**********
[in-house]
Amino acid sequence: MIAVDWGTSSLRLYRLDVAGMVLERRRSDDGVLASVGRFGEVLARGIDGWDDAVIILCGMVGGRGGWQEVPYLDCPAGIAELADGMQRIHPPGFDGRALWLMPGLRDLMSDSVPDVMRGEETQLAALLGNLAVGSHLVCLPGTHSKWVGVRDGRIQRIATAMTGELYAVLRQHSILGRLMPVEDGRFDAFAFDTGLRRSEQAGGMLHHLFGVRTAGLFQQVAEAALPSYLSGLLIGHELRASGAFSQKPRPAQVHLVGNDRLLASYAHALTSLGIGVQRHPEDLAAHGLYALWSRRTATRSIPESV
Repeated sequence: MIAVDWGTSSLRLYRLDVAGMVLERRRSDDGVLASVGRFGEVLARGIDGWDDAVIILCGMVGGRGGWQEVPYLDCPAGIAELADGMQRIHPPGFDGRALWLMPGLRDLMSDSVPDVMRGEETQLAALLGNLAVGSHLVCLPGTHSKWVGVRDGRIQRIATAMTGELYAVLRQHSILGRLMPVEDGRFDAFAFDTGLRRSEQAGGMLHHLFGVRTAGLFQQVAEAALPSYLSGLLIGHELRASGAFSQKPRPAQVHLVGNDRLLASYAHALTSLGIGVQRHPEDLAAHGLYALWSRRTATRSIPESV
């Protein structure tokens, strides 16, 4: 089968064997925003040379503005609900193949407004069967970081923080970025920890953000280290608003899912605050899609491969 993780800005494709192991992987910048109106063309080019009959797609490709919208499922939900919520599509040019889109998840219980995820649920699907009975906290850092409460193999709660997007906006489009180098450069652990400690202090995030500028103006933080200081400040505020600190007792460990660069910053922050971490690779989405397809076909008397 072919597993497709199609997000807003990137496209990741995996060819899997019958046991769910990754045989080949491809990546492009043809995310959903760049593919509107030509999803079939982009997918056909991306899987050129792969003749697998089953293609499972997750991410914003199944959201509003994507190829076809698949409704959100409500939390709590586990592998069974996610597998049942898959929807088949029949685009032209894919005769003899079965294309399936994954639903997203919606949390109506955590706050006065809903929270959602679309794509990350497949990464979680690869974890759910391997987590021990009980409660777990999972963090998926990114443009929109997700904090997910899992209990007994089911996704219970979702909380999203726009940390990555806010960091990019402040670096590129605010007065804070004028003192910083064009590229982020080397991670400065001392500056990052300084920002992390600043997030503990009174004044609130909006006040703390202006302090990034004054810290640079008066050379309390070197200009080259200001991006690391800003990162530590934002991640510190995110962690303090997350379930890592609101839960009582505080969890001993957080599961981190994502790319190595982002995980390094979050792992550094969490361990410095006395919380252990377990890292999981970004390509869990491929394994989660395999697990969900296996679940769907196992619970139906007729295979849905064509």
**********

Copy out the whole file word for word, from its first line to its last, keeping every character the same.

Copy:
[in-house]
Amino acid sequence: MIAVDWGTSSLRLYRLDVAGMVLERRRSDDGVLASVGRFGEVLARGIDGWDDAVIILCGMVGGRGGWQEVPYLDCPAGIAELADGMQRIHPPGFDGRALWLMPGLRDLMSDSVPDVMRGEETQLAALLGNLAVGSHLVCLPGTHSKWVGVRDGRIQRIATAMTGELYAVLRQHSILGRLMPVEDGRFDAFAFDTGLRRSEQAGGMLHHLFGVRTAGLFQQVAEAALPSYLSGLLIGHELRASGAFSQKPRPAQVHLVGNDRLLASYAHALTSLGIGVQRHPEDLAAHGLYALWSRRTATRSIPESV
Repeated sequence: MIAVDWGTSSLRLYRLDVAGMVLERRRSDDGVLASVGRFGEVLARGIDGWDDAVIILCGMVGGRGGWQEVPYLDCPAGIAELADGMQRIHPPGFDGRALWLMPGLRDLMSDSVPDVMRGEETQLAALLGNLAVGSHLVCLPGTHSKWVGVRDGRIQRIATAMTGELYAVLRQHSILGRLMPVEDGRFDAFAFDTGLRRSEQAGGMLHHLFGVRTAGLFQQVAEAALPSYLSGLLIGHELRASGAFSQKPRPAQVHLVGNDRLLASYAHALTSLGIGVQRHPEDLAAHGLYALWSRRTATRSIPESV
């Protein structure tokens, strides 16, 4: 089968064997925003040379503005609900193949407004069967970081923080970025920890953000280290608003899912605050899609491969 993780800005494709192991992987910048109106063309080019009959797609490709919208499922939900919520599509040019889109998840219980995820649920699907009975906290850092409460193999709660997007906006489009180098450069652990400690202090995030500028103006933080200081400040505020600190007792460990660069910053922050971490690779989405397809076909008397 072919597993497709199609997000807003990137496209990741995996060819899997019958046991769910990754045989080949491809990546492009043809995310959903760049593919509107030509999803079939982009997918056909991306899987050129792969003749697998089953293609499972997750991410914003199944959201509003994507190829076809698949409704959100409500939390709590586990592998069974996610597998049942898959929807088949029949685009032209894919005769003899079965294309399936994954639903997203919606949390109506955590706050006065809903929270959602679309794509990350497949990464979680690869974890759910391997987590021990009980409660777990999972963090998926990114443009929109997700904090997910899992209990007994089911996704219970979702909380999203726009940390990555806010960091990019402040670096590129605010007065804070004028003192910083064009590229982020080397991670400065001392500056990052300084920002992390600043997030503990009174004044609130909006006040703390202006302090990034004054810290640079008066050379309390070197200009080259200001991006690391800003990162530590934002991640510190995110962690303090997350379930890592609101839960009582505080969890001993957080599961981190994502790319190595982002995980390094979050792992550094969490361990410095006395919380252990377990890292999981970004390509869990491929394994989660395999697990969900296996679940769907196992619970139906007729295979849905064509």